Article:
Who Cares What Darwin Was Like?
There are a lot of books on Darwin in existence, and these tend to idolize him. This book is quite different. It is undoubtedly a major contribution to the history of science. Even if you already know a lot about Darwin, you will learn something new.
Creation-evolution issues commonly end up in the courts. In 2005, Judge Jones (as many other judges before him) asserted that there is no conflict between evolution and traditional belief in God. (p. 45). Bergman shows that this is untrue. He cites eminent scientist William Provine, who makes it clear that such a premise is based on ignorance, intellectual dishonesty, or wishful thinking. Many other leading scientists cited by Bergman, such as Jerry Coyne, the late Stephen Jay Gould, Scott Todd, and others, are also of the opinion that evolution and traditional belief in God are not compatible. (Of course, one can hold contradictory beliefs at the same time, but this does not make them compatible.)
In fact, most scientists recognize this incompatibility. A survey shows that 98.7% of leading scientists reject a theistic worldview, and 84% rejected all theistic religions. Another survey, of 149 leading biologists, found that only 6% of them believe that evolution has any purpose beyond the survival of the organism. [Strictly speaking, even the term “purpose of survival” is itself misleading, as it would imply that evolution has some kind of concern for living things. Survivorship of organisms is an outcome, not a goal or purpose. Evolution just happens: It has no goals or purposes.]
Atheism was no stranger to Darwin’s family. Darwin’s father and grandfather had been atheists. Darwin contended that religion can best be undermined by promotion of evolution rather than by open attacks on religion. His “soft” atheism was driven by the desire not to antagonize believers, and probably also was motivated by his desire not to alienate his devout wife.
Darwin had many severe psychological problems. Bergman suggests that at least some of these problems stemmed from Darwin’s internal conflicts regarding his rejection of God and other implications of evolutionary theory. (p. 108, 111, 117). Interestingly, Darwin may have suffered from Asperger’s Syndrome, which is a developmental disorder that is not as severe as conventional autism.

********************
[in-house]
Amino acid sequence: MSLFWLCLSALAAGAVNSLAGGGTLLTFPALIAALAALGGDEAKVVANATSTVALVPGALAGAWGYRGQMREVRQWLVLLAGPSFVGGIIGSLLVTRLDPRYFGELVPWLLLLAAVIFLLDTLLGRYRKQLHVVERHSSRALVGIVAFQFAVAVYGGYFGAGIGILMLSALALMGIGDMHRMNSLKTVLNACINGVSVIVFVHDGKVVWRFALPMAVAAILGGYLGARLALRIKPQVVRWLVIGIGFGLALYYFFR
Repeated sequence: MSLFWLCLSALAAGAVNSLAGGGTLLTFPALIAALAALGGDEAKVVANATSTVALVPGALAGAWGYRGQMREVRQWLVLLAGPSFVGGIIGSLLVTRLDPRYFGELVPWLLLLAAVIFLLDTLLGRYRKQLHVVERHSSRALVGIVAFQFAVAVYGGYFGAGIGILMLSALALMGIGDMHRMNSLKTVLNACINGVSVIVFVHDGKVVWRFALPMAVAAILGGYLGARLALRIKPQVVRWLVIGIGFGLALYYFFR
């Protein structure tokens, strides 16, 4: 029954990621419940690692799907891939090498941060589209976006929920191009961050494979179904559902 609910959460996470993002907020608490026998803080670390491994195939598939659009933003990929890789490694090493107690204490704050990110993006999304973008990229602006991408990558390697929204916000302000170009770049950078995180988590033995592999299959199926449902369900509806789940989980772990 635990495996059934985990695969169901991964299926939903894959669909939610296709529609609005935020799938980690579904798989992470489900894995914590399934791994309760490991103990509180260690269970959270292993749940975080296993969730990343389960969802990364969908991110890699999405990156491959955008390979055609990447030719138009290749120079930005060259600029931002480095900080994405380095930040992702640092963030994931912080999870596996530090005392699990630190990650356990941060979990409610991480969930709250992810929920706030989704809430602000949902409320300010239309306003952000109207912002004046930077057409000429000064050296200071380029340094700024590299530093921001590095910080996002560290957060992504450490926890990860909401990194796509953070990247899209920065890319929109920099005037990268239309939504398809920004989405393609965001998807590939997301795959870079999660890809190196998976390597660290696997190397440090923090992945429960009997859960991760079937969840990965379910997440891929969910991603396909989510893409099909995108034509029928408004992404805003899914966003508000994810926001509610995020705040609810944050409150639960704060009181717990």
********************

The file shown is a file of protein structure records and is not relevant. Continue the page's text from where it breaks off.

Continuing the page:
This work presents many interesting facts. For instance, did you know that children tend to disbelieve evolution because they see the world as filled with design and purpose? (Could it be that God created them with this kind of thinking, just as he had created our hearts to have a God-shaped vacuum? (p. 76). Evolution education aims to teach children, and adults, to see the world as purposeless, and to see the design in nature as an illusion.
How many of Darwin’s ideas were actually his? Bergman shows that Darwin often copied from others without giving them proper credit. For instance, English naturalist Edward Blythe (1810-1873), a creationist, came up with the ideas of nature selecting the most adapted before Darwin did. Otherwise, Darwin’s ideas were quite primitive, even for his time. He basically believed that traits were prepackaged, and passed on to the next generation. (Modern genetics teaches that it is information that is passed on the successive generations).
Racism and sexism were common in Darwin’s day, and some have suggested that Darwin’s acceptance of these views were merely because of his being part of a society that held them. Bergman, on the other hand, shows how Darwin went far beyond the prevailing views of his time. Darwin actively developed, extended, and promoted racism and sexism in terms of his theory. For instance, Darwin’s firsthand experience with South American Indians, along with his theory, led him to develop and promote the notion that these peoples are less evolved than white Europeans. (p. 219). Darwin also promoted eugenics, or belief in the perfectibility of man through selective breeding.
Darwin also studied the differences between men and women. Applying his evolutionary theory to these differences, Darwin saw men as subject to “the survival of the fittest”, while women were less so. For instance, men took active part in wars, which tended to weed out weaker men. For this, and similar reasons, Darwin believed that men were self-evidently more evolved than women. (pp. 246-247).
The reader who does not have a strong background in biology can still get a lot out of this book. It has many different topics, many not mentioned in this brief review, that can hold the reader’s interest.
The Dark Side of Darwin, by Jerry Bergman. 2011. New Leaf Publishing/Master Books, 256 pages.
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